Jeff, Do you think America is going to be crushed by its financial woes? Are we hopelessly doomed? Is God judging us for our sins? Will this be the end of our way of life?
First, I am not an economist and I can barely get my arms around the sources of our nation’s financial problems. I have trouble justifying the magnitude of the debt being incurred as a supposed solution. Second, my faith-prompted optimism distances me from words like “hopeless” and “doom.” Third, I have always understood change to be the norm in life—along with a resistance to it. While aspects of these questions belong to the discipline of economics, the theological aspect—the one related to God’s judgment—is one that I can address as a Bible teacher, along with its eschatological (end-times) implications.
Israel’s Old Testament constitution embraced the understanding that judgments of blessing and cursing would be visited upon Hebrews, here and now. According to Deut.28:1-14, for example, obedience to God’s ways came with the promise of many blessings. Conversely, according to vv. 15-68, dreaded curses of disobedience were spelled out for the non-compliant. The point is that judgment—good or bad—was understood as being experienced in the moment, here and now.
The New Testament, by contrast, places more of a premium on God’s ultimate judgment being more futuristic—with the better part of rewards and punishments doled out on the other side of the grave. Punishment for sin, for example, is noted with the unfortunates eventually being consigned to an abyss where they’ll get their just deserts. In Matthew 25:46, Jesus notes that some “will go to everlasting punishment, but the righteous into eternal life.” Paul described the reward for the righteous at days’ end saying, “Finally, there is laid up for me the crown of righteousness which the Lord, the righteous judge, will give me on that Day, and not to me only but also to all who have loved His appearing” ( 2 Tim. 4:8).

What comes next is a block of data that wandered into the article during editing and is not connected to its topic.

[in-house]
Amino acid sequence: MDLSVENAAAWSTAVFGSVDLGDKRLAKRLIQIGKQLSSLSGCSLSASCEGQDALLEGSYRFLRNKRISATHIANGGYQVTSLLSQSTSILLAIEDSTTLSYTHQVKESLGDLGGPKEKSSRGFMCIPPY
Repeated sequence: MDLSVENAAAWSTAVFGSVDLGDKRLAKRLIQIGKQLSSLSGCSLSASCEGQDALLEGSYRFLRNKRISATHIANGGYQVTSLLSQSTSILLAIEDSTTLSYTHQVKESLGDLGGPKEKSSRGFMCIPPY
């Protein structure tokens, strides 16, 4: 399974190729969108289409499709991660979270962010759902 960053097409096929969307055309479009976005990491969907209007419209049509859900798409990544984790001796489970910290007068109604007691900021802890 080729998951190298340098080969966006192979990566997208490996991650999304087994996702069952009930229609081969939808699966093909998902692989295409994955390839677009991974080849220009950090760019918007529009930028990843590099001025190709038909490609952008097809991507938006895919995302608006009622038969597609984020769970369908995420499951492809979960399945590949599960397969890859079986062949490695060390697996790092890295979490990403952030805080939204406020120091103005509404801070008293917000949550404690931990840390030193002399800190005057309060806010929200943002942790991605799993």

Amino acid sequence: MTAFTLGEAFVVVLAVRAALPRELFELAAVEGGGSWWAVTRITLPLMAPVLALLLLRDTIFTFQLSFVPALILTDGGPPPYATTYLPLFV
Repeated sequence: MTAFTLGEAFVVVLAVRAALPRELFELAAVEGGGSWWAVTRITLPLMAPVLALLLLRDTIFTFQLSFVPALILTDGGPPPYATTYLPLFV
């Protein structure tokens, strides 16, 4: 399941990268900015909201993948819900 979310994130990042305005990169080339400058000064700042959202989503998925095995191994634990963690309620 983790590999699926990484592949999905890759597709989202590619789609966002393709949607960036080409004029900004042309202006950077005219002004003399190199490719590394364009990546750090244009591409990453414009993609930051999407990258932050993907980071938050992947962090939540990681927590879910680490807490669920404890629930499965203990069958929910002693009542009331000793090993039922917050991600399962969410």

With the better part of humanity’s rewards and punishment still futuristic and facilitated by “His appearing,” the question is: Is America receiving God’s judgment now—in advance of the ultimate judgment to come later?
Because America is not mentioned in Scripture, I can’t answer that question with certainty. On a personal and pastoral note, let me remind you that a triumphant and loving God “preserves the souls of His saints” and that He “delivers them out of the hand of the wicked” (Ps. 97:10).
What’s my humble suggestion to you? Love God and serve Him, and do so with the expectation that, as with the psalmist in 121:8, “the Lord shall preserve your going out and your coming in.”
Lastly, like Zola, I can assure you that our program ends deliberately with Ps. 122:6—“pray for the peace of Jerusalem”—with a promise on the other side of that verse that says: “May they prosper who love you.” We do this based on our belief in a good God and His promise that there is a good future for those who serve Him.